Three axes excess data usage charges

Summary:Three has launched a range of new unlimited smartphone contracts, as well as one that promises not to bill customers for exceeding inclusive data allowances.The company said on Wednesday that the new plans are being offered in response to growing customer demand for data.

Three has launched a range of new unlimited smartphone contracts, as well as one that promises not to bill customers for exceeding inclusive data allowances.

The company said on Wednesday that the new plans are being offered in response to growing customer demand for data.

"The new plans have been driven by the massive increase in mobile data usage over the last 18 months, and insight from customers that they want to keep better control of their costs," Three said in a statement. "They ensure that smartphone customers can enjoy all the benefits of internet on the move, without fear of data bill shock."

The plans have two tiers, one which comes with unlimited data — called the 'Ultimate Internet' — and some with a 250MB cap, called 'Essential Internet'.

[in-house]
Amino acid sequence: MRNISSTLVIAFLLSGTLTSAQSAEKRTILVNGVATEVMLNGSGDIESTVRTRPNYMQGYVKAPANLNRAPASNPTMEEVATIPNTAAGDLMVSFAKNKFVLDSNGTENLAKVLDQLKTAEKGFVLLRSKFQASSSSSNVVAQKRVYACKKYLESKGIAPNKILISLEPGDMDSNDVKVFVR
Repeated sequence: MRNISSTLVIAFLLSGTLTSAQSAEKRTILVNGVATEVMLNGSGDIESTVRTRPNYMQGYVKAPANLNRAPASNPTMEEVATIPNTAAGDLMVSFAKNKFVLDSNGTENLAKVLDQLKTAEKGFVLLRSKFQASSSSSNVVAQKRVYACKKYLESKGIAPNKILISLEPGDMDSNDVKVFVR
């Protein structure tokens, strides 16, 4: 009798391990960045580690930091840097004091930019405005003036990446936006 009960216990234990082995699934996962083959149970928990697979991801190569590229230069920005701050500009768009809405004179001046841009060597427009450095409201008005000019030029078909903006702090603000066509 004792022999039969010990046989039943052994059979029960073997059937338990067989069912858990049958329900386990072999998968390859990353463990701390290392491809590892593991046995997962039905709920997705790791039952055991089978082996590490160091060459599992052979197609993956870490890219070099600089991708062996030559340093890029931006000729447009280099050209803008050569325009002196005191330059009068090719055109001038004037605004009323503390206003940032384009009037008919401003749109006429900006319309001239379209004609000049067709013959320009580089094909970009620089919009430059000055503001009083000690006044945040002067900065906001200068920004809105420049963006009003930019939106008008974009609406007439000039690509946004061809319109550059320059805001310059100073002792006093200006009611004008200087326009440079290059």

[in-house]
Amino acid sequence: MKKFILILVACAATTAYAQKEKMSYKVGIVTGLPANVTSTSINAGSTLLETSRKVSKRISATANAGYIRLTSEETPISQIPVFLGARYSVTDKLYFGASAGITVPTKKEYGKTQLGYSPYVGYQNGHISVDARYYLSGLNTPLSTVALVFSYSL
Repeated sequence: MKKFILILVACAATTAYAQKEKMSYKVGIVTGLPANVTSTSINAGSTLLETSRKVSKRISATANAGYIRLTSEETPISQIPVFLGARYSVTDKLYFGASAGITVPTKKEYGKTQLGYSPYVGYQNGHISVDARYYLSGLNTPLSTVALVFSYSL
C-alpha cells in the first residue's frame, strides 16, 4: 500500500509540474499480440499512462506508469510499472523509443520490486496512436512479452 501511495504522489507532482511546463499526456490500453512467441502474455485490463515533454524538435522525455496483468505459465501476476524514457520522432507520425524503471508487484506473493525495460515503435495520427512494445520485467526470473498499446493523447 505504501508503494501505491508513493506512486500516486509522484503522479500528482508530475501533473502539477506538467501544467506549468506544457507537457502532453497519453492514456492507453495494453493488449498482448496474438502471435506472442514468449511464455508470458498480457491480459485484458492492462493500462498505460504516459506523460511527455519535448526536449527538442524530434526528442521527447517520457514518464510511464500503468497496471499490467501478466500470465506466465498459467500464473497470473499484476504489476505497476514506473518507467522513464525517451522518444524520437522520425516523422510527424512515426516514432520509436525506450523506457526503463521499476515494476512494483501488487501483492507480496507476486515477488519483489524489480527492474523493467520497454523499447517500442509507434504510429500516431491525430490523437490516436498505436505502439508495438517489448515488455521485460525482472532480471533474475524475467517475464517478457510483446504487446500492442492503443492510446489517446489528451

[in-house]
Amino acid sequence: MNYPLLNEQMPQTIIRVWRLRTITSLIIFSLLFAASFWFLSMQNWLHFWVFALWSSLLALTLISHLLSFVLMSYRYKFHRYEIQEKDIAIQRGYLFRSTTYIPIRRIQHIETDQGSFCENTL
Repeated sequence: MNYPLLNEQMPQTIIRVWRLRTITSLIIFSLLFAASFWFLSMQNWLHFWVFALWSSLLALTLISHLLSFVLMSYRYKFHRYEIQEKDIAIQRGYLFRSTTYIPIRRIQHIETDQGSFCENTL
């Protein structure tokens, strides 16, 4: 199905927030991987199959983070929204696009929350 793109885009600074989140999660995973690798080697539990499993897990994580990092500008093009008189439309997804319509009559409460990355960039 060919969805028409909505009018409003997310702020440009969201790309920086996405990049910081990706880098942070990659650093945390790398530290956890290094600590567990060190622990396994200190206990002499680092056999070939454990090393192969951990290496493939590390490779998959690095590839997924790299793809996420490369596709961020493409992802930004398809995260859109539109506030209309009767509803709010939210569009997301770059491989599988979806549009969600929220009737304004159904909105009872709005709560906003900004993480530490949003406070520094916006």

All Ultimate Internet plans have unlimited "all you can eat" data allowances and include between 100 and 1000 talk time minutes. Pricing for the contracts begins at £18.

For less demanding users, the Essential Internet option offers between 100 and 500 voice minutes and 250MB of mobile data usage. Pricing begins at £15. If a user on the essential internet plan reaches their data limit they will receive a text to inform them, they can then decide whether to add an extra 250MB of data for £2 or a £5 unlimited data add-on.

Essential Internet customers can also choose to upgrade to an Ultimate plan at any point, Three added.

Three already offered an unlimited internet, voice and text contract option called 'The One Plan'.

T-Mobile also has a contract option, called 'The Full Monty' that includes unlimited, call, text and data limits.

In March, telecoms watchdog Ofcom urged operators to adopt self-regulation of international global roaming caps to help eliminate the problem of 'bill shock'.

A Cisco Visual Networking Index report in February suggested that the end of 'all you can eat' contracts could be in sight due to the increasing amounts data being used on mobile devices.

Topics: Mobility

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